This article analyzes selected short stories in Cecelia Ahern’s thirty-narrative collection Roar to see how the perspectives of posthuman and postfeminist critique can be incorporated via the common dystopic umbrella into the mainstream female readership of romance literature. The dystopic worlds created by Ahern in Roar portray inequality and power imbalances with regard to gender and sex. The protagonists are mostly middle-aged women whose family and personal lives are either regulated by dystopic realities or acquire a “dystopic” dimension, the solutions to which are provided by, among other tropes, “posthuman” transformations. Roar introduces other-than-human elements, mostly corporeal alterations, in which the female bodies of Ahern’s characters become de-formed and re-formed beyond androcentric systems of value. The article raises the question of whether feminist and, to some extent, “posthuman” approaches, need to be popularized in such an abridged way as Ahern does in her volume. The answer depends upon the identification of the target audience and their expectations. Ahern’s Roar represents popular literature intended to be sold to as many readers as possible, regardless of their education, state of knowledge, etc. Viewed from that perspective, what some critics could perceive as the collection’s structural weaknesses constitutes its utmost marketing asset. The essay argues that despite not being a structurally innovative work of art, Ahern’s book fulfils the basic requirements of the popular fiction genre, intermittently providing some extra, literary gratification and popularizing rudimentary elements of the posthuman and postfeminist thought.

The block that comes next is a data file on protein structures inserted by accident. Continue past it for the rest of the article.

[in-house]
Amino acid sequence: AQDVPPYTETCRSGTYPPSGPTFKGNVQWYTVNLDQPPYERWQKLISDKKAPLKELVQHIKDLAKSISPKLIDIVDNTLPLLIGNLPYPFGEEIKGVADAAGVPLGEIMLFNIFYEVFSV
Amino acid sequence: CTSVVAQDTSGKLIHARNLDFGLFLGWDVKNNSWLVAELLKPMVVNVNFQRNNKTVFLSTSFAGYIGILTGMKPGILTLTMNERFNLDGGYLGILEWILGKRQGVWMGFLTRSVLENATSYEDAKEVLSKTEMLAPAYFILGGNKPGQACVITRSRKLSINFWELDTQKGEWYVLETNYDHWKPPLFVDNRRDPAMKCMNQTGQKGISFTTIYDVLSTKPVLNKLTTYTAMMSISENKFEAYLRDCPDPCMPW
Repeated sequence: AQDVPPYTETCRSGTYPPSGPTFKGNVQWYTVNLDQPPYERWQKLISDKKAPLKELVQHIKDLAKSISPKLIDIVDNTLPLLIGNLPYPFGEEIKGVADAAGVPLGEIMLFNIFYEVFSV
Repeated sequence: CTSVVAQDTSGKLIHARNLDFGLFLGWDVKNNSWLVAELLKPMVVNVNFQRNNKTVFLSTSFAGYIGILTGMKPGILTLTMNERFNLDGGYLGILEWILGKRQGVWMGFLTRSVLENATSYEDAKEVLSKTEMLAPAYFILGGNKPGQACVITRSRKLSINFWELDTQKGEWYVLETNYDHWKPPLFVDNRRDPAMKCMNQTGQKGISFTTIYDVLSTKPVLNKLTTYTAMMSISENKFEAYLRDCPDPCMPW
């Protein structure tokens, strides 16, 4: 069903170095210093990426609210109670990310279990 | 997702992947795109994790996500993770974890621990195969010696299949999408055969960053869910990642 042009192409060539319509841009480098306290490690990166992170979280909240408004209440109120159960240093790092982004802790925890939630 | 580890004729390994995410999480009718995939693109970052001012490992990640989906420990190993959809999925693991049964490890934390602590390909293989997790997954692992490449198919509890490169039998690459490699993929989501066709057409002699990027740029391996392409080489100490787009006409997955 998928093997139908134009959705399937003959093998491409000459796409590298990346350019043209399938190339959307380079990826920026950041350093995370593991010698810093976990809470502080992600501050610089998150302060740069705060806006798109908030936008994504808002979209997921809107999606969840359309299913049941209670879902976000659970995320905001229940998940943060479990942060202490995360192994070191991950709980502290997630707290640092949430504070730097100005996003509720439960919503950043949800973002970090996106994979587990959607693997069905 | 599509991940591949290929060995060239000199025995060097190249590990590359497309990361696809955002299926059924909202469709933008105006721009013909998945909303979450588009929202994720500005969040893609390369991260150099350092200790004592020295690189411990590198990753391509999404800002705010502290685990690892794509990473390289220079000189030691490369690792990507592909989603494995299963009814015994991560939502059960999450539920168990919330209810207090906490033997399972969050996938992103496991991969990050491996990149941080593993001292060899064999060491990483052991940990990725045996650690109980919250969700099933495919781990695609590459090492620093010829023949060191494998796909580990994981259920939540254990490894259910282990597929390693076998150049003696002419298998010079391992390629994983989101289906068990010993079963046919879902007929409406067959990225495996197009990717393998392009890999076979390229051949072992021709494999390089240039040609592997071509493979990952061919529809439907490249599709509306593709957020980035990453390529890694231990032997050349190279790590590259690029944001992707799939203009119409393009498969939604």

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DOI 10.18778/2083-2931.11.14
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